Joe Biden’s gift to Vladimir Putin


The images dominating the global media-political scene in November are no longer those of the Israeli victims of the Hamas terrorist attack of October 7. They are those of the immense devastation of Gaza after a month of Israeli aerial bombardments, those of the decimated Palestinian families, those of their hospitals which lack everything, those of the million displaced on the roads. 

The number of civilian casualties in Gaza is now in five figures; UNWRA alone, the United Nations agency for Palestinian refugees, lost more than a hundred agents in the bombings.

Faced with this spectacle, the countries of the global South are outraged and are up in arms against America, accused of having delivered bombs to Israel and letting its protégé give free rein to his desire for revenge.

In the Muslim world, Sunnis and Shiites, who had been at loggerheads for twenty years, have reconciled to defend the Palestinians and accuse Israel of “aggression in Gaza”, while ignoring the trigger from Hamas Islamists. 

The President of Iran, leading country of the Shiite world, was, on November 11, in Saudi Arabia, leading country of the Sunni world, on the occasion of an extraordinary summit of the OIC (Organisation of the Islamic Conference) dedicated to Gaza.

In Asia, on the morning of November 13, the blue and white flag of the United Nations was lowered in the main capitals (including in countries allied to America such as Japan and Thailand), the day after the announcement by the UN of a significant number of deaths and injuries in the bombing of the headquarters of the UN development program (UNDP) in Gaza.

Giving a bad image of itself is not in the long-term interest of Israel, an open democracy, committed to commercial and cultural exchanges with all civilisations on the planet, starting with the Arab-Muslim world around it.

Thanks to the Abraham Accords, the Jewish state had made considerable progress, which is now suspended.

But looking after Israel’s international image is not among the priorities of its current prime minister. Before the war, Netanyahu’s power hung by a thread, due to suspicions of corruption targeting him, and his attacks on the independence of the judiciary, which had provoked a large part of Israeli youth against him.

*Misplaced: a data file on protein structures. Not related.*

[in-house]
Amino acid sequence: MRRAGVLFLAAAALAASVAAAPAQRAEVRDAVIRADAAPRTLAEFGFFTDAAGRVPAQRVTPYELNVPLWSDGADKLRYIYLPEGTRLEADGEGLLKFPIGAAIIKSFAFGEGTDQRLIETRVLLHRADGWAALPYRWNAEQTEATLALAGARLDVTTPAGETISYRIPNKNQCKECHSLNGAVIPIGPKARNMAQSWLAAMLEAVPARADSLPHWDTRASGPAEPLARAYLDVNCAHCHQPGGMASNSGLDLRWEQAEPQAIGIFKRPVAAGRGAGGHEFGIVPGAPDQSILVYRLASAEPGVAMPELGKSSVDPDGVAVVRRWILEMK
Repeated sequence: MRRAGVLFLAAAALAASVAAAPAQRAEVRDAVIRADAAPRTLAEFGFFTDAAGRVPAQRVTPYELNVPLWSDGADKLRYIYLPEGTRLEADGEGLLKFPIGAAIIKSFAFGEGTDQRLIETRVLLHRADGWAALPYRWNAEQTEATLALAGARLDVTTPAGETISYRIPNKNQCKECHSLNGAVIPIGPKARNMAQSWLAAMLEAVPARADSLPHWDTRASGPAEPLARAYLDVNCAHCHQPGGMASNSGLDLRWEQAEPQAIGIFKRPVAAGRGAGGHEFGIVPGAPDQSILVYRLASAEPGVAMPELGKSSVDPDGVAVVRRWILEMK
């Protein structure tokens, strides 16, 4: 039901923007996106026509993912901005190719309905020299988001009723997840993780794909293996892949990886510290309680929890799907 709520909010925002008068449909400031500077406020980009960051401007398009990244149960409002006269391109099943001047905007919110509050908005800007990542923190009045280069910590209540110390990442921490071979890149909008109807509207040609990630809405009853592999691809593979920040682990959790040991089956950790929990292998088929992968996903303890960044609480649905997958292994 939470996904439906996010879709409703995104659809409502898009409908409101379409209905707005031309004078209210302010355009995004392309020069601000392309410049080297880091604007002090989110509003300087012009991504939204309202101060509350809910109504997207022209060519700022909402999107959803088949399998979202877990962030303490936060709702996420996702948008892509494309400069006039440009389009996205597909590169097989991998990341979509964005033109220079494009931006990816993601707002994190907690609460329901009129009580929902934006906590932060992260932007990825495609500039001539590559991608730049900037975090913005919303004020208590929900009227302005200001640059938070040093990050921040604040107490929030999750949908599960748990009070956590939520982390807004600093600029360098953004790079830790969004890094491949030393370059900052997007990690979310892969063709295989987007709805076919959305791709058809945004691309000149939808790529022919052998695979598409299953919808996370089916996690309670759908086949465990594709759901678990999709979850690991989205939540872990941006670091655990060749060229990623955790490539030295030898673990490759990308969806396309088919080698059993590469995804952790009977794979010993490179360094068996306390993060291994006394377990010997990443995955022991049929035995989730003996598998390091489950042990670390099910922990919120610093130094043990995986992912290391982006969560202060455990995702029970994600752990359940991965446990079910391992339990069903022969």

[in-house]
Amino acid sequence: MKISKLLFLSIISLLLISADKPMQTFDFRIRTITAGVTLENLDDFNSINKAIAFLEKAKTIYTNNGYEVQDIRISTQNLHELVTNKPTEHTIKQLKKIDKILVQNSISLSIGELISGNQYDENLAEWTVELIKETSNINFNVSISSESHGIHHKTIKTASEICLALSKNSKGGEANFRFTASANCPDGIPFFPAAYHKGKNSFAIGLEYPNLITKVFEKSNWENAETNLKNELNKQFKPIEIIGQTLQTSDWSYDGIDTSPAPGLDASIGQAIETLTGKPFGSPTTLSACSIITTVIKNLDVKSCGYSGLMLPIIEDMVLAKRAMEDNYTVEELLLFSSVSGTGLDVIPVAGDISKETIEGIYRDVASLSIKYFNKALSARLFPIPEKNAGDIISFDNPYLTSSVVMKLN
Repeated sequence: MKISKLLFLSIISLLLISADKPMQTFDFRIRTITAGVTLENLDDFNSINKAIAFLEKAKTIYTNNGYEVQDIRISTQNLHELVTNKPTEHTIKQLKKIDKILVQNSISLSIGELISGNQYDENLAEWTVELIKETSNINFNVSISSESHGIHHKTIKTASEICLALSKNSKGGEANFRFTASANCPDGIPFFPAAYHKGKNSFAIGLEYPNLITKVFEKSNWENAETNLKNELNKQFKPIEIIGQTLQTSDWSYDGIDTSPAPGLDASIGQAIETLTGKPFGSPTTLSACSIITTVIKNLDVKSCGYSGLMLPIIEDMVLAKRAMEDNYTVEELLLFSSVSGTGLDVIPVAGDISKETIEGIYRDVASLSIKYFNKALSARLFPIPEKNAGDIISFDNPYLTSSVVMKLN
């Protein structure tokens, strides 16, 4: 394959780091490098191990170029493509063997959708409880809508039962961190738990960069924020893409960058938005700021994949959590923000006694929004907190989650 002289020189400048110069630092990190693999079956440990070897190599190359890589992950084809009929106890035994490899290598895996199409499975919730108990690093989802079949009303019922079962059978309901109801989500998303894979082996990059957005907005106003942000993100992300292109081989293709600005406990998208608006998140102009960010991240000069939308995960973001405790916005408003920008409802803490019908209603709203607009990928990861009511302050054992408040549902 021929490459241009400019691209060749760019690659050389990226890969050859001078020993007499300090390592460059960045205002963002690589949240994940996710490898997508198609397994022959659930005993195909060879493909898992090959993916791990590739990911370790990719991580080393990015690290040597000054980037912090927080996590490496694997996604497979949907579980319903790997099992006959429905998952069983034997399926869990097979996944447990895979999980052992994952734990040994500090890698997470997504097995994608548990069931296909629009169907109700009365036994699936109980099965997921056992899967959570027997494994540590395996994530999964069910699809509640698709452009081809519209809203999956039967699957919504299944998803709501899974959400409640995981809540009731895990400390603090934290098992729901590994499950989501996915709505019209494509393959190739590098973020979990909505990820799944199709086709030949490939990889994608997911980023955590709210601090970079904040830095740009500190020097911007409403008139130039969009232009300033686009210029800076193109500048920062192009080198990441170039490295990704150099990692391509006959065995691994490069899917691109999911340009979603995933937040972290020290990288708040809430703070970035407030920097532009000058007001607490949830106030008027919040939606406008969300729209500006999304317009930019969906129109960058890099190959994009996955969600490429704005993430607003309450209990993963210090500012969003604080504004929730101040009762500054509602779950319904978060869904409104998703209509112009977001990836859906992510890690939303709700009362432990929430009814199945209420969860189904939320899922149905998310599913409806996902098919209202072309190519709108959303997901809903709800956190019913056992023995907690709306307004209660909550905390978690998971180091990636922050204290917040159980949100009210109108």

The objective interest of the Prime Minister, having made an alliance with the nationalist extreme right and the orthodox religious people, is for the war to last as long as possible. He lets extremist Israeli settlers in the occupied West Bank humiliate its Arab inhabitants on a daily basis, because his hidden objective, by making their lives impossible, is to push them out towards Jordan.

But Netanyahu’s interest, which relates to his personal situation, is absolutely not that of America. Joe Biden does not seem to have understood this.

The American president seems not to have understood that, in contemporary conflicts, information warfare counts as much, if not more, than bombs. In the short term, the IDF will win its asymmetrical war against Hamas. 

The Israeli army, through a well-thought-out envelopment movement over the northern half of the Gaza Strip, will destroy the tunnels and weapons stocks of the Islamic Resistance and kill some of its fighters. But the United States will lose the global information war.

The images of Gaza, because they fiercely resemble those of Mariupol, constitute so much ammunition for countries critical of the West, which reproach it for its hypocrisy and its policy of double standards in terms of international sanctions.

Unwittingly, out of sheer clumsiness, Joe Biden gave Vladimir Putin a magnificent gift

The Russian president noted the stalling of his army in the Donbass and the running out of steam in his hybrid war against the West. The Hamas terrorist attack on Israel, which Russia did not see coming, was a blessing for the Kremlin. 

This diverted world attention and derailed US aid to Ukraine. On November 2, the House of Representatives voted for military aid to Israel of $14.3 billion. But they refused to allocate four times more aid to Ukraine, which the White House also demanded.

Joe Biden, during his visit to Israel, should have advised his ally not to bomb a territory as populated as Gaza so intensely. Targeted ground incursions – which the IDF finally seems to favor – are much more effective militarily. 

And, above all, they do not weaken the Western front in the global information war.

This post first appeared in Le Figaro in November.

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